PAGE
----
Do you imagine the future will be better, transformed by steady progress and rising human wisdom? Is your picture one of steady — or sudden — decline? Optimism and pessimism come in ironic shades. Some anticipate a biblically-scripted apocalypse, or else a breakdown into ecological hell. Others expect the future will take care of itself — solutions will arise naturally out of market forces, or we'll just continue our run of incredible luck.
History would seem to favor pessimists. In COLLAPSE: How Societies Choose to Fail or Succeed, Jared Diamond shows how past cultures toppled, sometimes with little warning. Supplementing historical records with discoveries in archaeology and climatology, he offers a guided tour of crashes and narrow escapes, ranging from Viking Greenland and the Yucatan Mayans to the Anasazi peoples of America's southwest. Then, globe-hopping from Australia and China to Montana and Southern California, Diamond surveys how modern societies are adapting to even greater perils.
The lesson in a nutshell: learn from history, or risk repeating it.
A UCLA professor, MacArthur Fellow and winner of the National Medal of Science, Jared Diamond proved his gift for conveying serious issues in lucid, riveting books like Guns, Germs and Steel. That bestseller explored how Western peoples developed the technologies and immunities that allowed them to dominate the world. Now his attention focuses on the rapid arc from triumph to decline that many of our ancestors lived through, watching in helpless despair as their cultures overturned, often from their very zenith.
Easter Island (Rapa Nui) and Norse Iceland illustrate what can happen when a people's daily needs collide with their habitat's limited carrying capacity. Diamond shows how each isle must have seemed a paradise to early settlers, heavily timbered and thronging with wild foods. Through archaeological evidence, we can track ensuing sagas of deforestation, followed by rapid loss of topsoil, then a plummet in human population.
The same pattern scourged dozens of other places, from fragile territories where all inhabitants simply vanished (Pitcairn, Viking Greenland and the Chaco settlements) to more robust lands like Central America, where some natives survived the collapse of their cities and splendor.
Amid his outpouring of dour facts, Jared Diamond pauses to wonder. "What did the Easter Islander who cut down the last palm tree say while he was doing it?" Then, more generally — "How can a society have failed to have seen the dangers that seem so clear to us in retrospect?" It is in addressing this core question — why do cultures so often falter? — that his book shows both strengths and faults.
The topic once drew lively interest. Oswald Spengler's The Decline of the West (1922) maintained that civilizations run through a life cycle similar to organisms, from birth and violent vigor to senescence and death — which he forecast shortly for Western society in the wake of World War One. Even earlier, Karl Marx charted selected examples to propose that history's many "setbacks" are mere phases in a fated rise of the proletariat, painful but ordained by natural law.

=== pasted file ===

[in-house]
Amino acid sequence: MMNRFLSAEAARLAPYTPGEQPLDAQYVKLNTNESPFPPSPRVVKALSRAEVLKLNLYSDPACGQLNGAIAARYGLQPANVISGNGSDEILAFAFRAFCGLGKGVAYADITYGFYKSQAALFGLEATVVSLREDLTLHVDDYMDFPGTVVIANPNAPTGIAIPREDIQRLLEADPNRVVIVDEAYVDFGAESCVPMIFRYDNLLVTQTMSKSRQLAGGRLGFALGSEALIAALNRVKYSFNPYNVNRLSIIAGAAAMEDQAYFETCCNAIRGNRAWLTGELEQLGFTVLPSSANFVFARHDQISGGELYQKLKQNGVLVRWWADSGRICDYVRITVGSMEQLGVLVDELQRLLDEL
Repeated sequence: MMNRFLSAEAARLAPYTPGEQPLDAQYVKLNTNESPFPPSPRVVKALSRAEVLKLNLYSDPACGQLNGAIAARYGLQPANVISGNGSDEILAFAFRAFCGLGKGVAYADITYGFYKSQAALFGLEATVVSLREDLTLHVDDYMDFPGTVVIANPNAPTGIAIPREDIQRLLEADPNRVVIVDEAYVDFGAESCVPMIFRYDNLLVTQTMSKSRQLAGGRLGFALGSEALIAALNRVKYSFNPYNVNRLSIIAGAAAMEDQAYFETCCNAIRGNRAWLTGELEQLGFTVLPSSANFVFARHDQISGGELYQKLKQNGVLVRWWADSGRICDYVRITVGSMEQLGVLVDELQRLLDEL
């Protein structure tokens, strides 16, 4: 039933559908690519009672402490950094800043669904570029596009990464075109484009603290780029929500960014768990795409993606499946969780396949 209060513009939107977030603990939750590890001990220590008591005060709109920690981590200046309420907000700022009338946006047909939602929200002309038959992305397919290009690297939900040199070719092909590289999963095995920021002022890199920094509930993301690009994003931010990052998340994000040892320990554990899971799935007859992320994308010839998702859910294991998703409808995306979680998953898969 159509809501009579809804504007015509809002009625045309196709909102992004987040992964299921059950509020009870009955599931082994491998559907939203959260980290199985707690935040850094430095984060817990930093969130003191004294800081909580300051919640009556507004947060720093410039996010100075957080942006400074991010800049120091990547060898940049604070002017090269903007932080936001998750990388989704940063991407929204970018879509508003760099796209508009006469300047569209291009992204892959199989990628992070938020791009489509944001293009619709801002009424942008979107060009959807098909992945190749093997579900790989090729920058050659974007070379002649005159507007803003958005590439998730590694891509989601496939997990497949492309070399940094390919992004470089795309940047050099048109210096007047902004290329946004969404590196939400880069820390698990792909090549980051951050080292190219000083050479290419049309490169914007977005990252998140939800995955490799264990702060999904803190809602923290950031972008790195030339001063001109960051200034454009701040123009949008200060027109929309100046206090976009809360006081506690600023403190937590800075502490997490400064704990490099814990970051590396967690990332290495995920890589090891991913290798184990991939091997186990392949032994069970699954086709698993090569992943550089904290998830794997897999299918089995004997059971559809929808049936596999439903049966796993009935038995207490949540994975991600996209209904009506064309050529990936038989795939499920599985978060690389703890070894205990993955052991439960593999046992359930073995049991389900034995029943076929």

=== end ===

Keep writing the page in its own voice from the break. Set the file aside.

Rejecting loopy determinism, Arnold Toynbee's twelve volume Study of History (1934-61) presented the trajectories of 26 civilizations which he saw arising when "creative minorities" inspired unprecedented effort to solve difficult challenges. Societies fail, in Toynbee's view, when the creative minority wanes or loses society's support.
For all their faults, Spengler and Toynbee did not lack thought-provoking boldness. A boldness that Jared Diamond re-ignites while putting forward five general elements that seem to have been crucial, whether past societies yielded to fate or overcame it. "Four of those sets of factors — environmental damage, climate change, hostile neighbors, and friendly trade partners — may or may not prove significant for a particular society," Diamond concludes. "The fifth set of factors — a society's response to its environmental problems — always proves significant."
An elderly Toynbee said much the same thing — somewhat mystically — in Mankind and Mother Earth (1976). Only Jared Diamond now offers a wealth of examples and fresh evidence, from heedless deforestations performed by calamitous cultures like Haiti to relative success stories like Tonga and modern Holland, where ruinous trends were noticed and acted upon in time.
Alas, failures far outnumber successes. As further stern examples, he might have included Mycennae, Akkad, Inland Arabia and the pre-Inca Tiwanaku. The list goes on. And, to be sure, both communism and capitalism continued the all-too human tradition of shortsightedness till our day.
Diamond keeps his most important promise, providing a page-turner filled with well-patterned information for a thoughtful reader. Each tale is dramatic, like a novel about people careening toward hazards they ought to see, but willfully ignore. This book might have been titled Requiem for the Obstinate.
Collapse is less successful shedding light on problem-solving skills for avoiding future failure. Diamond's "success stories" aren't helpful examples for a world-spanning civilization of seven billion electricity-users. Most were small-scale cultures, dependent on trade with dynamic outsiders; or else they mastered ecological deterioration by imposing draconian limits on both technology and personal will.